Margo Martindale is the Maggie Smith of the show.  She largely sits on the side and throws out racy one-liners.  Like Byrne, she benefits from having a more consistent presence than most of the cast.  Everyone else on their side comes in and out of focus, but if there is a group scene, Byrne and Martindale are good bets to be there.  This extends to the finale, in which Martindale is one of the few to get a big moment in it.  She would be an easy nominee if she were the focus of the third episode instead of the seventh and it is arguable that she leaves more of an impression than Uzo Aduba in that episode anyway.  Like Byrne, Martindale’s tape is just okay.

    I am basically only considering Uzo Aduba because she has the third episode.  Hulu is releasing the first three episodes together, so there is going to be a sizable chunk of voters who watch those three and never come back.  Aduba has little to do outside her episode and her tape is also just okay, but having front-loaded screen time might be all that she needs, especially since she is a recent two-time Emmy winner.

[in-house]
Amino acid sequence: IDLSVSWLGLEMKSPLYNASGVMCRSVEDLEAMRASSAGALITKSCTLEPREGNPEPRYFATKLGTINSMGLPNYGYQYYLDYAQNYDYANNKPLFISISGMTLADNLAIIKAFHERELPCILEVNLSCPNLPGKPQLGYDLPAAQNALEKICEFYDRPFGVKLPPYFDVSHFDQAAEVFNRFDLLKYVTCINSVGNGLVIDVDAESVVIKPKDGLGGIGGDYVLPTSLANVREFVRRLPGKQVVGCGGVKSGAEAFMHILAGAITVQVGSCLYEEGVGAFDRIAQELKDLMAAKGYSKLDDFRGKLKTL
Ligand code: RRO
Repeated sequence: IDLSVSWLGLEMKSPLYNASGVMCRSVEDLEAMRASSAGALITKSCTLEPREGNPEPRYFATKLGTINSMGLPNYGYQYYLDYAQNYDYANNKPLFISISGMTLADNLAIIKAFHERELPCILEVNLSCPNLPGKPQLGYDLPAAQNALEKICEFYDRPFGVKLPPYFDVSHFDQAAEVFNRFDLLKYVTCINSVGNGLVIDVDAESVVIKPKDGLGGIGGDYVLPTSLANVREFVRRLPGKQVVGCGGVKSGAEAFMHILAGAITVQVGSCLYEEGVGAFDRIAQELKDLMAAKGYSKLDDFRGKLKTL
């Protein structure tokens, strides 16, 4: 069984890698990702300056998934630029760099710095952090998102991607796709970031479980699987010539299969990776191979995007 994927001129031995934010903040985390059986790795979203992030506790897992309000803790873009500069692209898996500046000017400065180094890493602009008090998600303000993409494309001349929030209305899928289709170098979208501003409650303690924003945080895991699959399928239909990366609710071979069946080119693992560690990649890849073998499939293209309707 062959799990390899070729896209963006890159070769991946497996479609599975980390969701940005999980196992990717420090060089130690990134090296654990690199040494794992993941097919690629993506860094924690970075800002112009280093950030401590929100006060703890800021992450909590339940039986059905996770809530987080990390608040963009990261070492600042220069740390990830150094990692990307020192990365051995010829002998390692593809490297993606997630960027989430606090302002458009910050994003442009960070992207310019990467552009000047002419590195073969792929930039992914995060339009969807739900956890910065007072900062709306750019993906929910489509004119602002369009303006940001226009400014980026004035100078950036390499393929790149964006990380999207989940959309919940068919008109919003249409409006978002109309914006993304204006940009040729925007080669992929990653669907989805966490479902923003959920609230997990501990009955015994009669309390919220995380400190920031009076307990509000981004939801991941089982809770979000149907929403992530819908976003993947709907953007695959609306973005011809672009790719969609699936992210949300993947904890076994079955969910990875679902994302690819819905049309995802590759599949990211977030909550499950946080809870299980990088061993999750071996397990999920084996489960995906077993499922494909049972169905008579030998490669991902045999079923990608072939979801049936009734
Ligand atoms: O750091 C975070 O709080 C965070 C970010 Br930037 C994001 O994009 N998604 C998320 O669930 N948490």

Tracey Ullman is playing the loudest character, her outbursts are a lot of fun to watch and she has a proper tape with an arc, range and sympathy.  It helps that it is the fourth episode, which is still quite early (coming out just a week after the premiere).  I was quick to rank her ahead of Byrne, Martindale and Aduba, so she should be an easy nominee if not for my one concern, which is her name recognition and stature.  Ullman is of course a legend, but among the current academy that is younger and newly diversified, I do not consider her a favourite like Aduba, Martindale and Paulson.

    The Ari Graynor episode is actually the best of the first seven and is also a strong tape for her with an arc, range and sympathy.  I would definitely nominate her (ahead of the likes of Aduba, Banks, Byrne, Martindale and others), but she stands no chance with her lack of name recognition.  Shout-out to Adam Brody for his solid performance as her husband Marc, but he does not have enough screen time to qualify.  Elizabeth Banks barely appears outside her own episode, which was probably the least memorable anyway, so she can easily be dismissed, especially with her episode being relatively late in the season.